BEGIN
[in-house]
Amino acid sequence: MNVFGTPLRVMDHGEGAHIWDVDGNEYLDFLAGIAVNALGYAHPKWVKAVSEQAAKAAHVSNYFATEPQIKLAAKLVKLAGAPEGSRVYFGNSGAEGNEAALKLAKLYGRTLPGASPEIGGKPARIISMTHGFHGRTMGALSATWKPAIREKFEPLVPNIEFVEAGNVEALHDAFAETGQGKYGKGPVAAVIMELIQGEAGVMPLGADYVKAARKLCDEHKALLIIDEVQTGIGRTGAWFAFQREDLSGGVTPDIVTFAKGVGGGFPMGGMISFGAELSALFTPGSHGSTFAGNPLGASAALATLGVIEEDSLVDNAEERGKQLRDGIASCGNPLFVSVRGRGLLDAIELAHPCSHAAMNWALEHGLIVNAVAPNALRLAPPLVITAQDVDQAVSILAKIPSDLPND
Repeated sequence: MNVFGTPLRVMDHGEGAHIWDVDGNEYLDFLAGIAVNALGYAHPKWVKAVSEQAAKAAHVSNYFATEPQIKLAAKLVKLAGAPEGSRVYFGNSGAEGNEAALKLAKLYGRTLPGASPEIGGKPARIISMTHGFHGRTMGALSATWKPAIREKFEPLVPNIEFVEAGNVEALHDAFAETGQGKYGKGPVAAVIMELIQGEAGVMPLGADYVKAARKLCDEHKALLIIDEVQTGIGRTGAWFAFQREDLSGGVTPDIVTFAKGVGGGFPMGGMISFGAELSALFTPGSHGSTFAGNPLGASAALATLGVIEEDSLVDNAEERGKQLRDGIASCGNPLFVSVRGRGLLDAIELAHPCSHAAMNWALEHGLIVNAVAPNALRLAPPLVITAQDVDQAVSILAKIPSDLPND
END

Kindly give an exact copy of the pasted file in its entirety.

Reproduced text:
[in-house]
Amino acid sequence: MNVFGTPLRVMDHGEGAHIWDVDGNEYLDFLAGIAVNALGYAHPKWVKAVSEQAAKAAHVSNYFATEPQIKLAAKLVKLAGAPEGSRVYFGNSGAEGNEAALKLAKLYGRTLPGASPEIGGKPARIISMTHGFHGRTMGALSATWKPAIREKFEPLVPNIEFVEAGNVEALHDAFAETGQGKYGKGPVAAVIMELIQGEAGVMPLGADYVKAARKLCDEHKALLIIDEVQTGIGRTGAWFAFQREDLSGGVTPDIVTFAKGVGGGFPMGGMISFGAELSALFTPGSHGSTFAGNPLGASAALATLGVIEEDSLVDNAEERGKQLRDGIASCGNPLFVSVRGRGLLDAIELAHPCSHAAMNWALEHGLIVNAVAPNALRLAPPLVITAQDVDQAVSILAKIPSDLPND
Repeated sequence: MNVFGTPLRVMDHGEGAHIWDVDGNEYLDFLAGIAVNALGYAHPKWVKAVSEQAAKAAHVSNYFATEPQIKLAAKLVKLAGAPEGSRVYFGNSGAEGNEAALKLAKLYGRTLPGASPEIGGKPARIISMTHGFHGRTMGALSATWKPAIREKFEPLVPNIEFVEAGNVEALHDAFAETGQGKYGKGPVAAVIMELIQGEAGVMPLGADYVKAARKLCDEHKALLIIDEVQTGIGRTGAWFAFQREDLSGGVTPDIVTFAKGVGGGFPMGGMISFGAELSALFTPGSHGSTFAGNPLGASAALATLGVIEEDSLVDNAEERGKQLRDGIASCGNPLFVSVRGRGLLDAIELAHPCSHAAMNWALEHGLIVNAVAPNALRLAPPLVITAQDVDQAVSILAKIPSDLPND